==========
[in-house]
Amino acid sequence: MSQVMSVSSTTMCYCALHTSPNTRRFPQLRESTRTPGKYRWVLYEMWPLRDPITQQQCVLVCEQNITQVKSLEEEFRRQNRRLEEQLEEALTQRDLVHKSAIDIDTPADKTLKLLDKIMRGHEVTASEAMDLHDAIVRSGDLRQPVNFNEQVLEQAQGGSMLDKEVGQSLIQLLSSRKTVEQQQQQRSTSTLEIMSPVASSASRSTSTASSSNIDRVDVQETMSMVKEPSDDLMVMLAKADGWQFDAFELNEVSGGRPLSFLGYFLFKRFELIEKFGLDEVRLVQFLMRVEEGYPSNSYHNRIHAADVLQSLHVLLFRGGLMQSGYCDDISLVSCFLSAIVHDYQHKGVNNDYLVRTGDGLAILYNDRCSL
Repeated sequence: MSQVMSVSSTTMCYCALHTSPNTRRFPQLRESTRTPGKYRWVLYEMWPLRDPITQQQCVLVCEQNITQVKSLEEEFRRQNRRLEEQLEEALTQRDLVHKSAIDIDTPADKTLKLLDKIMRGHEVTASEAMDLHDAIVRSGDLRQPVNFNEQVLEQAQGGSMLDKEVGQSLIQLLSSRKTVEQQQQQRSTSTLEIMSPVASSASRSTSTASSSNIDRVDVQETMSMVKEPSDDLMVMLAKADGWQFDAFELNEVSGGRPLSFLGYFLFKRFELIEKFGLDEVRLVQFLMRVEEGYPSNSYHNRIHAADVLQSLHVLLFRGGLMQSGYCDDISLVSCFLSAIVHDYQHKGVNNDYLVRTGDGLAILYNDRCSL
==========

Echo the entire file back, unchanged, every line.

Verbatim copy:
[in-house]
Amino acid sequence: MSQVMSVSSTTMCYCALHTSPNTRRFPQLRESTRTPGKYRWVLYEMWPLRDPITQQQCVLVCEQNITQVKSLEEEFRRQNRRLEEQLEEALTQRDLVHKSAIDIDTPADKTLKLLDKIMRGHEVTASEAMDLHDAIVRSGDLRQPVNFNEQVLEQAQGGSMLDKEVGQSLIQLLSSRKTVEQQQQQRSTSTLEIMSPVASSASRSTSTASSSNIDRVDVQETMSMVKEPSDDLMVMLAKADGWQFDAFELNEVSGGRPLSFLGYFLFKRFELIEKFGLDEVRLVQFLMRVEEGYPSNSYHNRIHAADVLQSLHVLLFRGGLMQSGYCDDISLVSCFLSAIVHDYQHKGVNNDYLVRTGDGLAILYNDRCSL
Repeated sequence: MSQVMSVSSTTMCYCALHTSPNTRRFPQLRESTRTPGKYRWVLYEMWPLRDPITQQQCVLVCEQNITQVKSLEEEFRRQNRRLEEQLEEALTQRDLVHKSAIDIDTPADKTLKLLDKIMRGHEVTASEAMDLHDAIVRSGDLRQPVNFNEQVLEQAQGGSMLDKEVGQSLIQLLSSRKTVEQQQQQRSTSTLEIMSPVASSASRSTSTASSSNIDRVDVQETMSMVKEPSDDLMVMLAKADGWQFDAFELNEVSGGRPLSFLGYFLFKRFELIEKFGLDEVRLVQFLMRVEEGYPSNSYHNRIHAADVLQSLHVLLFRGGLMQSGYCDDISLVSCFLSAIVHDYQHKGVNNDYLVRTGDGLAILYNDRCSL